Korchunov also addressed Western concerns about the growing Chinese presence in the Arctic, saying Beijing does not pose any threat but serves as an example of good behavior.

“Recently, China has been heavily criticized for taking a greater interest in the Arctic, due to alleged threats from Beijing,” Korchunov said. “At the same time, it should be noted that this non-Arctic country refrains from military activities in the Arctic region, thereby helping keep low tension and a constructive atmosphere for interaction.”

Korchunov said Russia sees China as a strategic partner in the Arctic and noted that Chinese companies have invested tens of billions in LNG projects in the Russian Arctic.

“Chinese investors control about 30 per cent of NOVATEK’s Yamal LNG project and have also become the largest foreign co-owners of its second liquefied natural gas plant, Arctic LNG-2, in which they have a 20-per-cetn stake,” Korchunov said. “China is an important investor for the Arctic states.”

Russia is set to assume the chairmanship of the Arctic Council later this year and Korchunov laid out Moscow’s priorities for the next two years.

“The program of the Russian chairmanship reflects the urgent issues for the Arctic region and is centered around the sustainable development of the region in a balanced combination of environmental, economic and social components,” he said.

Related stories from around the North:

Arctic: NATO’s Arctic dilemma: Two visions of the Arctic collide as NATO and Russia flex muscles, Eye on the Arctic

Canada: Experts warn of potentially ‘deadly’ great power games in the Arctic, Radio Canada International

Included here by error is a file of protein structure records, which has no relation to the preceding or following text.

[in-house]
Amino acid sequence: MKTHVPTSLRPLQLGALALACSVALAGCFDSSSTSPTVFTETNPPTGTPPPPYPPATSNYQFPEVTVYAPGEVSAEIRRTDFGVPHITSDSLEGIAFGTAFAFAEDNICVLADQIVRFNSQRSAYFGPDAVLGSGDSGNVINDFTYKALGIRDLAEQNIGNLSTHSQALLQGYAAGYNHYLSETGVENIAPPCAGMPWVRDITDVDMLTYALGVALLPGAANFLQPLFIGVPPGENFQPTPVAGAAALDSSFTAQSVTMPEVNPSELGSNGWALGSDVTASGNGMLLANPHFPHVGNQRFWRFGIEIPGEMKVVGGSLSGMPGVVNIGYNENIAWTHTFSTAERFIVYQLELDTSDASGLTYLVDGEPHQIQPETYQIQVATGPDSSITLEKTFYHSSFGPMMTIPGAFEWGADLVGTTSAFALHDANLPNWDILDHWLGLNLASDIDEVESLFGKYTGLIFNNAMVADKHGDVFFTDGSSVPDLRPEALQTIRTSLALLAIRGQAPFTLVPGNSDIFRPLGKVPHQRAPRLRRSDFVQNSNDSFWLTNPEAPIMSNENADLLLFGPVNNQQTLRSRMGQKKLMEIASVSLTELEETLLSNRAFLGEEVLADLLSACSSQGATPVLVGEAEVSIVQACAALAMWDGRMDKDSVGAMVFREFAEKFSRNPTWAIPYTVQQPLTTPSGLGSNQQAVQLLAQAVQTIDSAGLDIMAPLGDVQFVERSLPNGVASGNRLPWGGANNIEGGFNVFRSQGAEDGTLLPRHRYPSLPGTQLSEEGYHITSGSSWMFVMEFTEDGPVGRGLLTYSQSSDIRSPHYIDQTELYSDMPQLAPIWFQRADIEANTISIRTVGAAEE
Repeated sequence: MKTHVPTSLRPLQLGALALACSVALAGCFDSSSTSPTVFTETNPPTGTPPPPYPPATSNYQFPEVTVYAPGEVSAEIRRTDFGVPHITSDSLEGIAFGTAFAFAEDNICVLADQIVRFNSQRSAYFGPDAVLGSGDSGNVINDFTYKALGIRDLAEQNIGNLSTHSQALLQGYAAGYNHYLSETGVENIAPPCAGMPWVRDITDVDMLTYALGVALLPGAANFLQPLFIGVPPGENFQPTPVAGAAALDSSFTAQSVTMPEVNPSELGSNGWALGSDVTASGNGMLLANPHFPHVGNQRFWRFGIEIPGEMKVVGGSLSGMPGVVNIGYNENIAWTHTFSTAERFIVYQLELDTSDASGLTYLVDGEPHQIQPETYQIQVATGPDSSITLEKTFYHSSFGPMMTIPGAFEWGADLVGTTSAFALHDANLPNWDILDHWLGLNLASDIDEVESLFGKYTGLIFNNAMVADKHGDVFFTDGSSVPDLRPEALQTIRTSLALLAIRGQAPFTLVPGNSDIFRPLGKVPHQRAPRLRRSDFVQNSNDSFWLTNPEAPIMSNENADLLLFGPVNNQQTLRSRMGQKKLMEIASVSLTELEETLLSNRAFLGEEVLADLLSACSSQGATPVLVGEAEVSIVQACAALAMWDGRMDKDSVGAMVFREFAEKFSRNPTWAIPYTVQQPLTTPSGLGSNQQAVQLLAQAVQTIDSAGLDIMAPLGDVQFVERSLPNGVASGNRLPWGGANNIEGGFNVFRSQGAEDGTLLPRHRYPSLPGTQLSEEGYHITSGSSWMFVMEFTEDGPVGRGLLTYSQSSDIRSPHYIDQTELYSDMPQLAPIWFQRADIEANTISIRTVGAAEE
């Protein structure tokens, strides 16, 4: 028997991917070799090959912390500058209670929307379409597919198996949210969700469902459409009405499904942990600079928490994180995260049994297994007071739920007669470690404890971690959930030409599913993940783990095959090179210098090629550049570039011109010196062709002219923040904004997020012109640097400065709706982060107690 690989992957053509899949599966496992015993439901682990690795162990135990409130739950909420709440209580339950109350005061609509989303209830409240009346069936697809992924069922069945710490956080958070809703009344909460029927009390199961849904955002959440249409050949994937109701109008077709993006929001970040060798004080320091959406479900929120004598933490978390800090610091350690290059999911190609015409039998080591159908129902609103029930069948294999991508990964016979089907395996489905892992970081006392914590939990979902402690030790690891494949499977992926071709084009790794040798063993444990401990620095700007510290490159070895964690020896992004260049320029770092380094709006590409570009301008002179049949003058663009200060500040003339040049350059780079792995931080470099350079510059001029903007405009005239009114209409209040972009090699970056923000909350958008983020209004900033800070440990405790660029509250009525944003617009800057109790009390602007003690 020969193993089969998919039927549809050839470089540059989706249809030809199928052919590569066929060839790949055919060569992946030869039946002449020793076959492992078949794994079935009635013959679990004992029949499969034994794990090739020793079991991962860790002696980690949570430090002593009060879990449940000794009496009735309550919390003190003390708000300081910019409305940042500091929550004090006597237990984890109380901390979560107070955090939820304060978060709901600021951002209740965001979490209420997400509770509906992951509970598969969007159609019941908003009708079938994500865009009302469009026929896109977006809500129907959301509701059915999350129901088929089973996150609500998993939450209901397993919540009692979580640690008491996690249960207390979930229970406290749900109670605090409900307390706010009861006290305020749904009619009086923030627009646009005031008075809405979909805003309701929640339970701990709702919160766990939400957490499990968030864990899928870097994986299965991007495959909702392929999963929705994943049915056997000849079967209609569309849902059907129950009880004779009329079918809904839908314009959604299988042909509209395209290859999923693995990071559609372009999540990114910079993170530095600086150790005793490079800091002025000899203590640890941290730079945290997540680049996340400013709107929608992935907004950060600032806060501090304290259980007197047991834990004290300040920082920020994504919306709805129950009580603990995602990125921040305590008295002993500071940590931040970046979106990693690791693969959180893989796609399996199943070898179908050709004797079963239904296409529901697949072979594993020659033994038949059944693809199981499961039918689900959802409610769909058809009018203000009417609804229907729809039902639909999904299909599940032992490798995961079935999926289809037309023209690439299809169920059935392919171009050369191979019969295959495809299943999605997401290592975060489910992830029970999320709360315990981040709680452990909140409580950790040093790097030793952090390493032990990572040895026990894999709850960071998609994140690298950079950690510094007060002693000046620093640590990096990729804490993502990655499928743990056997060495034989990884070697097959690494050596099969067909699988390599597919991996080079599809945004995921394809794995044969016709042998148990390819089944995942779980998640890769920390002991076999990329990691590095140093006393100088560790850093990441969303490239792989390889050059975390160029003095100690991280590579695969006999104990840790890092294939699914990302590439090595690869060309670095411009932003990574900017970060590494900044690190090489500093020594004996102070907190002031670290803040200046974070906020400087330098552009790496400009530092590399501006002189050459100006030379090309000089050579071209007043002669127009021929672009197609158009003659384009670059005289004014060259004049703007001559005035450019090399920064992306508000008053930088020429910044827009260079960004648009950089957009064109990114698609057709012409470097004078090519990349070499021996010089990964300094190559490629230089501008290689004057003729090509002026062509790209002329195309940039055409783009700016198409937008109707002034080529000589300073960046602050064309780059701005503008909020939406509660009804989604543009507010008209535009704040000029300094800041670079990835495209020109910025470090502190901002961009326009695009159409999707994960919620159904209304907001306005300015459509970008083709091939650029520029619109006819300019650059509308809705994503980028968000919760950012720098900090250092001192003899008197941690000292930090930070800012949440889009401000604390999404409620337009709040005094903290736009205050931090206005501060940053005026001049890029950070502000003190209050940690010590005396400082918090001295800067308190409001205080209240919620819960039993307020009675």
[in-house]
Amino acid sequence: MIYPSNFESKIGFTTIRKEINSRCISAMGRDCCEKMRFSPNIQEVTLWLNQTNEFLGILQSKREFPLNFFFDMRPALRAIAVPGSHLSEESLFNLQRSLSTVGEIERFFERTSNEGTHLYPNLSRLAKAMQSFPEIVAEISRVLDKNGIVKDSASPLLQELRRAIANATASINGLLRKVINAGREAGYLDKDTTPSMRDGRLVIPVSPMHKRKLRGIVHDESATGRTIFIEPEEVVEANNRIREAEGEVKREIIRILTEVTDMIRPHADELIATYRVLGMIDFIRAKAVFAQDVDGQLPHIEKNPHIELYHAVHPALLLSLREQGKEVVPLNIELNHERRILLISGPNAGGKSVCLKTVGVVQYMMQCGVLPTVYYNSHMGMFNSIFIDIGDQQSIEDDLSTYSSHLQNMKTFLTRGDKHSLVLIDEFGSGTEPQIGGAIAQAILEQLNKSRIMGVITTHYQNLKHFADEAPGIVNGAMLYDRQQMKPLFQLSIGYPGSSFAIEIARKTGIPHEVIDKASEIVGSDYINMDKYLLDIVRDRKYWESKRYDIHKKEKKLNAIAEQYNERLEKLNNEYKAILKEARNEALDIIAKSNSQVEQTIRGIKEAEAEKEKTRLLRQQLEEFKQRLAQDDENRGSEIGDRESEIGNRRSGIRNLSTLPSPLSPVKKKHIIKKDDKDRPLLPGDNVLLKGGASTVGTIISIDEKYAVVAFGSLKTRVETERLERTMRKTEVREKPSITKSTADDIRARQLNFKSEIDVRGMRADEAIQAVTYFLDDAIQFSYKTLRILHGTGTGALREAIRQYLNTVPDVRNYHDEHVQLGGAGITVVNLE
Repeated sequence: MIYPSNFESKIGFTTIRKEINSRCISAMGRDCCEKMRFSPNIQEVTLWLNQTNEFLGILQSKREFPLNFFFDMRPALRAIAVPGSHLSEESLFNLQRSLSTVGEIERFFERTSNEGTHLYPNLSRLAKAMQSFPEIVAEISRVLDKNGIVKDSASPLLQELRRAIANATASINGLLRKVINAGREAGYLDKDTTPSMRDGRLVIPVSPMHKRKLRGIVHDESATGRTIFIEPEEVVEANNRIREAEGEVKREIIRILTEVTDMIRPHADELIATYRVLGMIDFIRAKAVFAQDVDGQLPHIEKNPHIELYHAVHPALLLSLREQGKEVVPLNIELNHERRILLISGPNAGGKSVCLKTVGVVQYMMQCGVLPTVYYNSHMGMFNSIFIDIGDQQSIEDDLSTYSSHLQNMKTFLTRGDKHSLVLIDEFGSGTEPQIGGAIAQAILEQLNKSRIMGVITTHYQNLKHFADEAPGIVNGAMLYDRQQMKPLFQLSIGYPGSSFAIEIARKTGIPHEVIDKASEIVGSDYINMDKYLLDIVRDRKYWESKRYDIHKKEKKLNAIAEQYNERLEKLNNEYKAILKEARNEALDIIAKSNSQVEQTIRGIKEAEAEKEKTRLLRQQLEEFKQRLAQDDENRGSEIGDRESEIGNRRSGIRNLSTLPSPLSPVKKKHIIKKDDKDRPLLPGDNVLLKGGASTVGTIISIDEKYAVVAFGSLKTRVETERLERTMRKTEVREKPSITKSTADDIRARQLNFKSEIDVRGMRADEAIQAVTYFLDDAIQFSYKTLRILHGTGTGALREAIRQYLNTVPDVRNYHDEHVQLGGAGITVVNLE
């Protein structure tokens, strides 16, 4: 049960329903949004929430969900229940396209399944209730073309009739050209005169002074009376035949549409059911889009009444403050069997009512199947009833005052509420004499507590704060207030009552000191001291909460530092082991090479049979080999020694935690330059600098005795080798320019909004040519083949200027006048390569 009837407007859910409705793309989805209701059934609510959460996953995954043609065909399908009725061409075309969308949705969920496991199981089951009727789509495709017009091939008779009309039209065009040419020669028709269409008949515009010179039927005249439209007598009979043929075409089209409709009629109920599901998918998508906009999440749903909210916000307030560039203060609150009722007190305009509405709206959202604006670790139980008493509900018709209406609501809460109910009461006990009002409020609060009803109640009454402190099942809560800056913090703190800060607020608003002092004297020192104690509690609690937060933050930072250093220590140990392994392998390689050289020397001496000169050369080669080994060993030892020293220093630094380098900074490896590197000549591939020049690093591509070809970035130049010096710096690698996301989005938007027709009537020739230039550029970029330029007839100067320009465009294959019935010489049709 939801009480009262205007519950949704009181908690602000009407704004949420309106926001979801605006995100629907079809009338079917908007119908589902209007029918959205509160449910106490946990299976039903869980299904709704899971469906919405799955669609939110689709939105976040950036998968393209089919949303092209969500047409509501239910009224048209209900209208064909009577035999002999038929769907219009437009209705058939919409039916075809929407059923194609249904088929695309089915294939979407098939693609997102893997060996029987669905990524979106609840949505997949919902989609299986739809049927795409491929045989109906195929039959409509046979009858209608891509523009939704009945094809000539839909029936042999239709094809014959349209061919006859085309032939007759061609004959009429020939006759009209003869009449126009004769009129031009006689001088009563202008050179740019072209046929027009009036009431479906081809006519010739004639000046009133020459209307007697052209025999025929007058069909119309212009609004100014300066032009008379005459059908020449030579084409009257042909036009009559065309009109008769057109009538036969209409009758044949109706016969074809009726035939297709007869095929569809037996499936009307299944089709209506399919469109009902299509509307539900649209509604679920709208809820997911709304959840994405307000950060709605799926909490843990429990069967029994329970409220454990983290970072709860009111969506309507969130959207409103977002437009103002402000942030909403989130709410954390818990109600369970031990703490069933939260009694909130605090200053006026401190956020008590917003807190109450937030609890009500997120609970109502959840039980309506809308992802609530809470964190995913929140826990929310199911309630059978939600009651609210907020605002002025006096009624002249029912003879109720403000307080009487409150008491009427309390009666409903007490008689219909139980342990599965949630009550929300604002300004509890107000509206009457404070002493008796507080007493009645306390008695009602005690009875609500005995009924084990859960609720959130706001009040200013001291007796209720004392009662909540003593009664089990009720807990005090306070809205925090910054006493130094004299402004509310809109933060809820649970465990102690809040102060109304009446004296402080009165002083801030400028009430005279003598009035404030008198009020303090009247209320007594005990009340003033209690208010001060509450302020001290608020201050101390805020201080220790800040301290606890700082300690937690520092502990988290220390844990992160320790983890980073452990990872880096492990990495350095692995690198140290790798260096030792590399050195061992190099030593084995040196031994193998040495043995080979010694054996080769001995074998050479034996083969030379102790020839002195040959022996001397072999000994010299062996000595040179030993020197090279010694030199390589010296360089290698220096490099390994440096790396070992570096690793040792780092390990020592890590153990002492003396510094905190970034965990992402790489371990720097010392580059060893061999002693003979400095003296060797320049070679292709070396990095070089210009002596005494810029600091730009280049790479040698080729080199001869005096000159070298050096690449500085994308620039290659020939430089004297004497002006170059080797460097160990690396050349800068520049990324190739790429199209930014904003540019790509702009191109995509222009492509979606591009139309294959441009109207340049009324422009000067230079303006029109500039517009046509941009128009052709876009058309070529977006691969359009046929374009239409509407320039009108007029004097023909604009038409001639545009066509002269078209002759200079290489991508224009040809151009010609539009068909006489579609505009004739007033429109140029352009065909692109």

China: China, Russia singled out in new U.S. Arctic defense strategy, Eye on the Arctic

Denmark: Pompeo to talk Arctic at upcoming meeting with Danish Foreign Minister, Eye on the Arctic

Iceland: Nordics should aim for common approach to China’s Arctic involvement says report, Eye on the Arctic

Norway: Increase in NATO scrambled jets from Norway, The Independent Barents Observer

Russia: Russian navy conducts major manoeuvres near Alaska, The Associated Press

Sweden: Sweden’s FM calls for more EU involvement in Arctic as country hosts EU Arctic Forum, Radio Sweden

United States: New U.S. Arctic strategy focuses on ‘day-to-day competition’ with Russia and China, Eye on the Arctic 

Levon Sevunts

Levon Sevunts, Radio Canada International

Born and raised in Armenia, Levon started his journalistic career in 1990, covering wars and civil strife in the Caucasus and Central Asia. In 1992, after the government in Armenia shut down the TV program he was working for, Levon immigrated to Canada. He learned English and eventually went back to journalism, working first in print and then in broadcasting. Levon’s journalistic assignments have taken him from the High Arctic to Sahara and the killing fields of Darfur, from the streets of Montreal to the snow-capped mountaintops of Hindu Kush in Afghanistan. He says, “But best of all, I’ve been privileged to tell the stories of hundreds of people who’ve generously opened up their homes, refugee tents and their hearts to me.”